miles with normal reserves. At 20,000 feet, the pressurized, air-conditioned cabin was at a comfortable 7,500 feet.
On Mark also built a model and partial mock-up of the Model 450
which was a greatly modified pressurized aircraft fitted with Allison 501 D turboprops but, after a lot of deliberation, the
project was shut down. Oddly, there is no exact record of the number of converted Invaders built by On Mark but its thought
to be up to 50 aircraft. Also, the reign of the On Mark aircraft was short - a new generation of business jets led by the
Lockheed JetStar and Lear Jet quickly dominated the market and the On Marks were purchased in the late 1960s and 1970s by
drug runners who respected the type's long range and load carrying abilities. The following is a quick look at On Mark Invader
On Mark - Marketeer
On Mark Marketeer:
Prototype serial number: 44-35326 ( c/n: 28605 ) Registered as N40Y ( 1957 )
of the executive transport produced
by On Mark Engineering on almost production-line basis.
After the airplane was stripped of its armament,
it was entirely re-engineered, re-framed and altered. All surface metal of fuselage, wing and empennage structures were inspected.
The aft wing-spar that passes through the fuselage was removed and was replaced by a ring of steel. Most
of the partitions within the fuselage were removed to open up the cabin area. Skin, stringers and ribs were altered,
added to and strengthened.
Large 'picture windows' were installed,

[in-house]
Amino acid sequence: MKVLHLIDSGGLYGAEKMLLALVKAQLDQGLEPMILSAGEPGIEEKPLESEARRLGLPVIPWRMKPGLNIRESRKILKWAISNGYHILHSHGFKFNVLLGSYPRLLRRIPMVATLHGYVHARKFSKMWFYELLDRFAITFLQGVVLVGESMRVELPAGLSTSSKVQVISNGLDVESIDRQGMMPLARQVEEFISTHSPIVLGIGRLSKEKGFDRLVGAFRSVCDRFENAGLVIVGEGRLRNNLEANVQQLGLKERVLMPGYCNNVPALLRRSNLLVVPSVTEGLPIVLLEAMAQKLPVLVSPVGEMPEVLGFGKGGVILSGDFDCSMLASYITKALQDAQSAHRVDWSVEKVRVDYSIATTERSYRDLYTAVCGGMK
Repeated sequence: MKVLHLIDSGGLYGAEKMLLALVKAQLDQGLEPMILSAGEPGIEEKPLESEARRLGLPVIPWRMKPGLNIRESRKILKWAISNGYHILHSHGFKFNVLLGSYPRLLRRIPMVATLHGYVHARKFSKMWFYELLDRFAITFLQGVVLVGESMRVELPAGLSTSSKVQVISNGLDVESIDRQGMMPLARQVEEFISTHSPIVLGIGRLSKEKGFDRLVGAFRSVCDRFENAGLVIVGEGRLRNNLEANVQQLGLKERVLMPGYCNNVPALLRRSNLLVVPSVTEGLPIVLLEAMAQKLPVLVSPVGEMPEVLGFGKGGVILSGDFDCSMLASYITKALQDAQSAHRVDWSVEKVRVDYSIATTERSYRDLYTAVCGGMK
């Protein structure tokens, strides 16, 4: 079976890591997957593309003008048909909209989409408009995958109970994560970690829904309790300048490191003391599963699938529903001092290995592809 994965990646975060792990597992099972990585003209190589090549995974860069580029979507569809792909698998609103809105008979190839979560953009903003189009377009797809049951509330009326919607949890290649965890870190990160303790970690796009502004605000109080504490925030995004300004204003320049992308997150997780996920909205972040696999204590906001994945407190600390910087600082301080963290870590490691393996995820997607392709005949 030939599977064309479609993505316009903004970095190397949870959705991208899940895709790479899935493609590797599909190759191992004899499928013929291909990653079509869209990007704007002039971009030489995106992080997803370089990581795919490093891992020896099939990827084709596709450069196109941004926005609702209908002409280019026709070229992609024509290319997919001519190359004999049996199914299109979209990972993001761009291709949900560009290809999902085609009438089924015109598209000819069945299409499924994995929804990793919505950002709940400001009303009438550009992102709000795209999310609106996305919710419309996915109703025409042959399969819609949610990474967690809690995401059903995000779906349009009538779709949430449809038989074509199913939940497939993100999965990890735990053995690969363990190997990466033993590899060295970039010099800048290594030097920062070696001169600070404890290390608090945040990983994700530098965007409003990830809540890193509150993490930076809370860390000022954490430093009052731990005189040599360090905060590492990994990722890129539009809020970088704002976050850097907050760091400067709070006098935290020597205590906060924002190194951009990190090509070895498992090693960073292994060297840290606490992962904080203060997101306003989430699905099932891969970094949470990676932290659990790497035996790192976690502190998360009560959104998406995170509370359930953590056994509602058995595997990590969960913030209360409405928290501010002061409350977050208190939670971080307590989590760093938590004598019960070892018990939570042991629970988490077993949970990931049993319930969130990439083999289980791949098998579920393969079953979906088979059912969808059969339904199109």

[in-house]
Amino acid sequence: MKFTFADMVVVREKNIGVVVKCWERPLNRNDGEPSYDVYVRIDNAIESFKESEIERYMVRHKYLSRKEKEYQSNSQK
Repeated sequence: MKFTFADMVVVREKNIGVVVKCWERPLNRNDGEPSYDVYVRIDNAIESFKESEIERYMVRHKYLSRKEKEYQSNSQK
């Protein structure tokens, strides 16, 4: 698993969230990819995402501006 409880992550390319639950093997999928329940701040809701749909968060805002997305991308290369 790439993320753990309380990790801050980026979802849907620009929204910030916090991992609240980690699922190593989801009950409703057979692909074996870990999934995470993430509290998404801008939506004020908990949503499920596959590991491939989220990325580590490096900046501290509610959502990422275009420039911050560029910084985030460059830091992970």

as was the side entrance. Thick Fiberglass insulation was packed in cabin and cockpit
walls to quiet the cabin.. When
changes in the structure were completed, the interior was finished off to
customer's specification that included a lavatory and a seating capacity for up to seven passengers
in clubroom comfort.
Extra fuel tankage in the wings, tip tanks, an auxiliary power unit (APU), advanced radios, radar,
and 2,500 hp (1865 kW) R-2800-CB-16 / -17 radials were often installed to customer specifications.
See feature by Richard E. Fulwiler
On Mark - Marksman A
On Mark Marksman A: Prototype
serial Number: 43-22416
( c/n: 18563 ) Registered as N100Y ( early 1961 )
Pressurized, air conditioned version of the executive transport produced by On Mark. Cockpit windshields and side windows were flat panels from Douglas DC-6
/ -7 airliners, while cabin windows became rounded-corner squares. Extra sound deadening materials were used to further quiet
the cabin. Powered by 2,100 hp (1567 kW) R-2800-83AM3 engines.
On Mark - Marksman B
to the Marksman A apart from the provision of R-2800-83AM4A radials.
On Mark Marksman C: Prototype
Serial number: 44-34761 ( c/n: 28040 ) Registered
as N400E ( late 1961 )
Vastly modified, premier version
of the pressurized Marksman series. Cabin interior volume was increased by raising the fuselage top to provide a 6' 1" full
length "walk-through" height. All "C" model Marksmans were powered by high output Pratt and Whitney R-2800-CB-16
/ -17 radials developing 2,500 hp (1865 kW) for take-off with water injection. Also standard were fully reversible, broad
chord Hamilton Standard propellers, and a "707" type anti-skid braking system. The Marksman C was the ultimate in executive
transport only for a brief time until executive jets became available.
The early radar-equipped Marketeers had fiberglass nosecaps
that were round-ended conical sections, but otherwise "B" model gun-nose profile. But when they went to the 103" nose, it
was a extended, sharply tapered, all fiberglass unit that mounted on fuselage station "0". All Marksmans and many of the Marketeers
were equipped with the 103" nose.
Prices for these aircraft
On Mark Marksman A - $257,430.00
On Mark Marksman B - $314,715.00
On Mark Marksman C - $361,492.00
Note: These prices did not include for radio,
electronics or sales tax
Early nose with radar (note the slight step in conical section)
Clarification by Richard E. Fulwiler